Efforts to do just that have been ongoing since 2003, when the agency began looking into developing a case management system for the Office of the Trial Council. It didn’t find a vendor until 2012 when it entered a contract with Sustain for a custom-build system. According to a business case for the Tyler system issued by the state bar, the Sustain project began to fail almost immediately, citing leadership problems.
     Right around the time Wilson took the COO position in 2015, Sustain delivered the finished product. “That product, however, was rejected by the state bar as unworkable, with key OCTC personnel indicating that even basic case processing functions could not be performed using the product as delivered,” the business case says. “Further exacerbating the challenging situation encountered by the bar’s new leadership team was the fact that Sustain alleged that the state bar was unreasonably modifying and increasing its requirements, creating a situation where neither party was satisfied and no viable CMS was in sight.”
     As a result, the state bar terminated its Sustain contract and began the search all over again. It considered going with the Court Case Management System, a custom-build for the California judiciary led by Deloitte Consulting.
     But that project was a failure as well, and was scrapped by the Judicial Council amid harsh criticism over its cost and functionality from judges, the Legislature and the state auditor.
     “The Judicial Council wasted a half a billion dollars on that system,” Geragos said.
     In the end, two companies put up bids for the state bar project: Trinity Technology group and Tyler Technologies, a Texas-based vendor that has grown to be a dominant player in case management software. In the race to fill the void left by CCMS, Tyler has been the clear winner: nearly half of California’s 58 superior courts have signed contracts with Tyler estimated to be worth $80 million over the next five years.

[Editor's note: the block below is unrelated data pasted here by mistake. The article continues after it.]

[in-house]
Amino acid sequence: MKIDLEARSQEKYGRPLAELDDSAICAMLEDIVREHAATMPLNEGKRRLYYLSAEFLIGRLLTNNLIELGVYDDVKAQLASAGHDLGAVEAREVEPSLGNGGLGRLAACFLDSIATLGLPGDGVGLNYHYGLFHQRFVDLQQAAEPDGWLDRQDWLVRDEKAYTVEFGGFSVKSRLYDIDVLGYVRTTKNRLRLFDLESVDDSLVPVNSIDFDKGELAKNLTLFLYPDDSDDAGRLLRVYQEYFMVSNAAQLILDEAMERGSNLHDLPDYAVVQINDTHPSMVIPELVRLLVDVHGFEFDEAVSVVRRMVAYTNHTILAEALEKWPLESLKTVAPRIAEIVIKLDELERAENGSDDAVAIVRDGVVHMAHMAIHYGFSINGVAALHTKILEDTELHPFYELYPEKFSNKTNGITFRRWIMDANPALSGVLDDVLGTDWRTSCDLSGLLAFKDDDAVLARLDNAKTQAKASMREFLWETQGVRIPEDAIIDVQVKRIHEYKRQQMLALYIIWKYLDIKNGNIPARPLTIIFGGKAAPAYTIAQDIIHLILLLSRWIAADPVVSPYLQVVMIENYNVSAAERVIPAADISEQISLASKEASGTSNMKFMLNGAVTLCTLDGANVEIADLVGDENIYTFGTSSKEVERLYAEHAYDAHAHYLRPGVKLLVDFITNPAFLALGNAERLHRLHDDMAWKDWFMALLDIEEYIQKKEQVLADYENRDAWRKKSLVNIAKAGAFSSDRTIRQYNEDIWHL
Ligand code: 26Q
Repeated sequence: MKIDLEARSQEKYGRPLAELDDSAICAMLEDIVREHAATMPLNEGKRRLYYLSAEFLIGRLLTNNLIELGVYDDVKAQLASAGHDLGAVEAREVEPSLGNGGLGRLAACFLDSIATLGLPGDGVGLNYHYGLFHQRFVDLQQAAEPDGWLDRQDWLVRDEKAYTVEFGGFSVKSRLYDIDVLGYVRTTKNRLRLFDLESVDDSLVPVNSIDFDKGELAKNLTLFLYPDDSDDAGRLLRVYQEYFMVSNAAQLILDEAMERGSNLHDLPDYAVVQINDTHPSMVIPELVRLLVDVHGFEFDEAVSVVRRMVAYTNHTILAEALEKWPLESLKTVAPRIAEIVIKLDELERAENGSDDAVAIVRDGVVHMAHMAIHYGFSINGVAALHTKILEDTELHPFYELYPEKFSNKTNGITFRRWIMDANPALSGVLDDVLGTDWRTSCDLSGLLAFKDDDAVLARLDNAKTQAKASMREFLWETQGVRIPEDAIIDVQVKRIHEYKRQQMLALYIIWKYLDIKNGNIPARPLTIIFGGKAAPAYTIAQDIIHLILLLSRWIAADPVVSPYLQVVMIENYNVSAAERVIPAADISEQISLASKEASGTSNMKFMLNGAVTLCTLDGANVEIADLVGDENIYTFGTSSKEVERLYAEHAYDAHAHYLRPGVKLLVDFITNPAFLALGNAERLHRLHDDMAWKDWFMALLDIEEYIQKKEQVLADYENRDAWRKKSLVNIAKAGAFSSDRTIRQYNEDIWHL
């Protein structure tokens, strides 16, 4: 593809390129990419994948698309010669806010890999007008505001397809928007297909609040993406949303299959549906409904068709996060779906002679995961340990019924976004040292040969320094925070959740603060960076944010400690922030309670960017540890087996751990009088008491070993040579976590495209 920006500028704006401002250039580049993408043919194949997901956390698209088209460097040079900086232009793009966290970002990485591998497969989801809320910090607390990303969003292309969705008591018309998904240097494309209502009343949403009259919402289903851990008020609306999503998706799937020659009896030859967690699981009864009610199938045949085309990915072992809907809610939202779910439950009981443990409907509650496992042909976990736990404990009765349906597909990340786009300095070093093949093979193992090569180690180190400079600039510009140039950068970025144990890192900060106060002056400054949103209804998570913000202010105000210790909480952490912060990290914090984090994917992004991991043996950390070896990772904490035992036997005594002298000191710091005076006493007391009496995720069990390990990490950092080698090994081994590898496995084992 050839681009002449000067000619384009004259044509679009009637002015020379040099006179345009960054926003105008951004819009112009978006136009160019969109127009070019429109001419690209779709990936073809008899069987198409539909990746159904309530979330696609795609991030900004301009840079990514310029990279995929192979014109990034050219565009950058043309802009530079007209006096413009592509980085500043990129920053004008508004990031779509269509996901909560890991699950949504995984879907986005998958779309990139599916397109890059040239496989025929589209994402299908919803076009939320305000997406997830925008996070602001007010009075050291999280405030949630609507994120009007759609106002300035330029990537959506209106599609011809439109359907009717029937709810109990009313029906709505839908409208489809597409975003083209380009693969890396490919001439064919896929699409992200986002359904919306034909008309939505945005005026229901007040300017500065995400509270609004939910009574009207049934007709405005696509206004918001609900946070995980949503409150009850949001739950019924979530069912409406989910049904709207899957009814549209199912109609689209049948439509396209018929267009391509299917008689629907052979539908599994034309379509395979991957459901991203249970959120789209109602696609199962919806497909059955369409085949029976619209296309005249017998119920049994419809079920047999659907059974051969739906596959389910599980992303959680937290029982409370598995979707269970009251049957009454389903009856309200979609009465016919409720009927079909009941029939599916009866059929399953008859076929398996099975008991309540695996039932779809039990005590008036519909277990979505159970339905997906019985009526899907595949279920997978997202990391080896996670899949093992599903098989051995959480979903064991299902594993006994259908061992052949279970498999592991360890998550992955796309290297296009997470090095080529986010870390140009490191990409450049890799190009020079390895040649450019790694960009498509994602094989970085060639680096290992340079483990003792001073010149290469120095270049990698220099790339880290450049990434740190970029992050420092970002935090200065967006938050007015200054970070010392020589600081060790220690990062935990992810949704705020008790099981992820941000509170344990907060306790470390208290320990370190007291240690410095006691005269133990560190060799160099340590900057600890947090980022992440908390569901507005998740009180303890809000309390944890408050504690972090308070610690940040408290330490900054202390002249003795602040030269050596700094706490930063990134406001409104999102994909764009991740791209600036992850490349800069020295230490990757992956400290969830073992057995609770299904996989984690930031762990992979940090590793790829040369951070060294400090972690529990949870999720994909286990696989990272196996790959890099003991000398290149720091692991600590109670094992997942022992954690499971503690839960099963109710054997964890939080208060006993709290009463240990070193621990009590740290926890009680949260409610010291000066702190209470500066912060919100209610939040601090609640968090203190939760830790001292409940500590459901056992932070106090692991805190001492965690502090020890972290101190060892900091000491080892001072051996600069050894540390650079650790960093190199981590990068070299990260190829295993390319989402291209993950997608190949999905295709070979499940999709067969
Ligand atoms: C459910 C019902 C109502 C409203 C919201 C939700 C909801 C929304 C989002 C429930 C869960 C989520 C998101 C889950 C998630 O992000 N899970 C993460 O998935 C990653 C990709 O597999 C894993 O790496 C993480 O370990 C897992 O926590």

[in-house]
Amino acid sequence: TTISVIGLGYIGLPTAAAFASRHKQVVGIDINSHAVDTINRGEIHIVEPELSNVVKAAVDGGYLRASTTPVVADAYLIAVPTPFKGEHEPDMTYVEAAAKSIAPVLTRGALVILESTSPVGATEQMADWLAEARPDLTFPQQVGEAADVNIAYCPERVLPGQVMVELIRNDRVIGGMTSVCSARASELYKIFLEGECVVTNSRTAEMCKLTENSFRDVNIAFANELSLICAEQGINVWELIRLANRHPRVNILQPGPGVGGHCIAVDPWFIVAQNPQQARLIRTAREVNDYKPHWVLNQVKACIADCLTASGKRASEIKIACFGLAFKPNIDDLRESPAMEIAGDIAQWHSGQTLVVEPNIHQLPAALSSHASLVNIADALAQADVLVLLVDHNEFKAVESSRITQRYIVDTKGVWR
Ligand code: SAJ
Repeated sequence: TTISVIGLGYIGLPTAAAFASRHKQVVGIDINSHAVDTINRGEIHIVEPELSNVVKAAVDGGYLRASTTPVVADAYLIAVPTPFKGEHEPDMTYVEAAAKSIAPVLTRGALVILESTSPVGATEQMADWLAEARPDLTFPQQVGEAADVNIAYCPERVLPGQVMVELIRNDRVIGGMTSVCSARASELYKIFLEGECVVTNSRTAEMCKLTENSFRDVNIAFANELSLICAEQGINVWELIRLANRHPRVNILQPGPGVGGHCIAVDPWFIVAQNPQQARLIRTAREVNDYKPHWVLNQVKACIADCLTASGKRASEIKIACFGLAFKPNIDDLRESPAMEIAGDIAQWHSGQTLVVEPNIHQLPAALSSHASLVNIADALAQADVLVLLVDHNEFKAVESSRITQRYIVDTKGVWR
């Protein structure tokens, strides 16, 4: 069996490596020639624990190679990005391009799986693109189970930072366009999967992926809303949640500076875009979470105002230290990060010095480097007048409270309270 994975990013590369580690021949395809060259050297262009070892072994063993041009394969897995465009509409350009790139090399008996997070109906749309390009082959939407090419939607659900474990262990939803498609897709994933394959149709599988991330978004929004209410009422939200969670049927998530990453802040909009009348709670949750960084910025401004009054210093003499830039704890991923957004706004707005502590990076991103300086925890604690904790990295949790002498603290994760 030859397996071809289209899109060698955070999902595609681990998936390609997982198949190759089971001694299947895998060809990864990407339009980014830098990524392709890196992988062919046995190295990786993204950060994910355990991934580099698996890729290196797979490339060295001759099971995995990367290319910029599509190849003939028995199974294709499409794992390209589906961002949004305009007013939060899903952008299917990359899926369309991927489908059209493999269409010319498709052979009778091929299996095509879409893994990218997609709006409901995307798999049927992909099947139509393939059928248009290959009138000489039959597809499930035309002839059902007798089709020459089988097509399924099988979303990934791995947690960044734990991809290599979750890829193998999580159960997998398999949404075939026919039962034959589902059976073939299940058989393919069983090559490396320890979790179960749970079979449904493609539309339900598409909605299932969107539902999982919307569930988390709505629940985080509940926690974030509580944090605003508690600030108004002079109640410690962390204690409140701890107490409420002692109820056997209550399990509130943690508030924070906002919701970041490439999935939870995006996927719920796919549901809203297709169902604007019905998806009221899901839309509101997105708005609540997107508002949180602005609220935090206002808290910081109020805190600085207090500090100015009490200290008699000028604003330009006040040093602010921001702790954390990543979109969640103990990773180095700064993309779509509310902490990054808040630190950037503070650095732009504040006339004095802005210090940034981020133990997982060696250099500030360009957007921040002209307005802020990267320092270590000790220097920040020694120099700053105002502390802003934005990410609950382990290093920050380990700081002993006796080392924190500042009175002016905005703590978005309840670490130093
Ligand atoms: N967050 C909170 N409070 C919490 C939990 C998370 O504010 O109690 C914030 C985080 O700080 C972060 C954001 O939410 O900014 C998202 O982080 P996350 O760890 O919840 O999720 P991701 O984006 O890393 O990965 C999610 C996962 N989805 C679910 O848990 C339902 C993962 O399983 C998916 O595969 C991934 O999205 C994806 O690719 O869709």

Though procuring Tyler’s Odyssey product will cost roughly $541,000 more than Trinity’s, the state bar touted Tyler as “the best value selection,” saying Trinity doesn’t offer an off-the-shelf software product and would need to design a system from the ground up.
     In a reference to CCMS, Wilson said, “Recent experience in the California judiciary has shown that a commercial off-the-shelf system has the greatest likelihood of success and minimizes the risk inherent in a large technology project. We chose a technology that offers the best value to achieve the bar’s public protection mission in the most efficient and effective way.”
     She added, “The old system forced employees to work through cumbersome and inefficient 1980s computer screens to accomplish even the most simple tasks such as updating a case. In addition to freeing up resources for the Chief Trial Counsel’s Office and State Bar Court, the new system will contribute to the bar’s public protection mission by allowing the state bar to track cases more accurately, adjudicate cases more efficiently, exchange information online and manage documents electronically.”
     Implementing the Odyssey will cost about $2.7 million, according to the state bar’s business case, and personnel costs will be about $2.9 million. Annual licensing fees will be about $181,000, and will be absorbed by the agency’s operating budget.
     The project is expected to take 13 months to complete.
     “The state bar and Tyler will establish a governance structure and mechanism to ensure the project is on schedule and on budget. Choosing a vendor with a proven track record minimizes the risks inherent in a large technology project,” Wilson said.
     Assemblyman Chiu said the software “sounds like a step in the right direction after decades of neglect,” but — taking a cautious tone — he added, “As the state bar itself acknowledges, it is but one of many steps much needed to reform a long-broken discipline system.”
     Robert Baker, who represents two former state bar employees in separate whistleblower-retaliation lawsuits, said the new software seems like an excuse to spend membership dues without taking substantial steps toward reform.
     “This is a smokescreen,” he said. “It’s an outrage how they spend lawyer money. I have no faith in the state bar.”